Pasture based farming can be challenging. There is no “one-size-fits-all” solution. Best practices for one part of the country can be worst practices for another part.
AWA recognizes the difficulties that can be involved in achieving profitable, high welfare, pasture based farming. Our standards provide a framework for livestock management; but this isn’t the whole story. We know that there are times when extra support and advice are needed.
In order to help farmers we offer support in many different ways:
Technical Advice Fact Sheets – we have a range of fact sheets covering commonly asked questions and on-farm situations ranging from soil testing and health plans to castration and tail docking. The fact sheets are designed to help farmers make informed decisions, and also to explain the science and research behind our standards.
Newsletter – Our quarterly newsletter keeps farmers up to date with program activities as well as including technical articles and information on compliance with our standards.
Information – if you’ve checked the technical advice fact sheets and read our newsletters and you still have unanswered questions you can email us at firstname.lastname@example.org.
To produce our fact sheets and answer technical questions we draw on the vast range of practical experience of our staff and consultants. Our team has a vast range of practical experience across all farmed species. We also have an external network of experts, researchers and experienced farmers and vets who we can also call on for advice if needed.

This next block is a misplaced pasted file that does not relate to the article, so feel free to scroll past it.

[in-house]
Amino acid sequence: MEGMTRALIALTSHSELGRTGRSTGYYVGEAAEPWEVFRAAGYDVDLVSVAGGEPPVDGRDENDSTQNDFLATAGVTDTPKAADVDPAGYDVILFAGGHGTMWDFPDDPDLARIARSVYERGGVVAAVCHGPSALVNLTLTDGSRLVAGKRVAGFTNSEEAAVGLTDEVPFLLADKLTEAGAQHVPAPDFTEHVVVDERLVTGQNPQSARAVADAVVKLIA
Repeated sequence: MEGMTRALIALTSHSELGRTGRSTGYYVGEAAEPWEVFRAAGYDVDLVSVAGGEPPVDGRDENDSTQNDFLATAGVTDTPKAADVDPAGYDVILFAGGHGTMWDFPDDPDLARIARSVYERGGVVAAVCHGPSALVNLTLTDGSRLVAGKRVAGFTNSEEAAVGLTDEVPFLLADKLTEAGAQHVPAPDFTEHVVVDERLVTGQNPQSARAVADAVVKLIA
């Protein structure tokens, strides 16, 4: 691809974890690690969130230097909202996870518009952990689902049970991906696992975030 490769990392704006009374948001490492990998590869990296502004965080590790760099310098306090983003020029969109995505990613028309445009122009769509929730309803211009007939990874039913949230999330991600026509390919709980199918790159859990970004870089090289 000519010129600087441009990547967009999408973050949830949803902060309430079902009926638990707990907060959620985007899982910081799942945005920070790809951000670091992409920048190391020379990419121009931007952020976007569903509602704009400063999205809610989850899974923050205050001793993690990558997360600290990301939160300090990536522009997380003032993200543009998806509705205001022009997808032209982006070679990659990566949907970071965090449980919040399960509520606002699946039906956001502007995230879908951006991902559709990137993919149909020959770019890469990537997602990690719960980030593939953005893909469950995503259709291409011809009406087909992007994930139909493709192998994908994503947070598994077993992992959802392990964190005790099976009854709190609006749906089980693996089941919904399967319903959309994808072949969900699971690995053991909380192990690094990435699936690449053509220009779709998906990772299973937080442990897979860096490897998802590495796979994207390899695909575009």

If you are experiencing a challenging issue and are having trouble pinpointing the cause, or if you know the cause, but are having difficulty finding a solution, the answer may well be on our website. Our information is freely available – in addition to accreditation and marketing assistance, the information and advice we offer is another valuable tool available to family farmers participating in the Animal Welfare Approved program.
Our aim is always to provide practical answers that a farmer can really use. This advice can help a farmer avoid many of the mistakes that are often so costly for a new farm, and it can help to use resources more effectively on an established farm.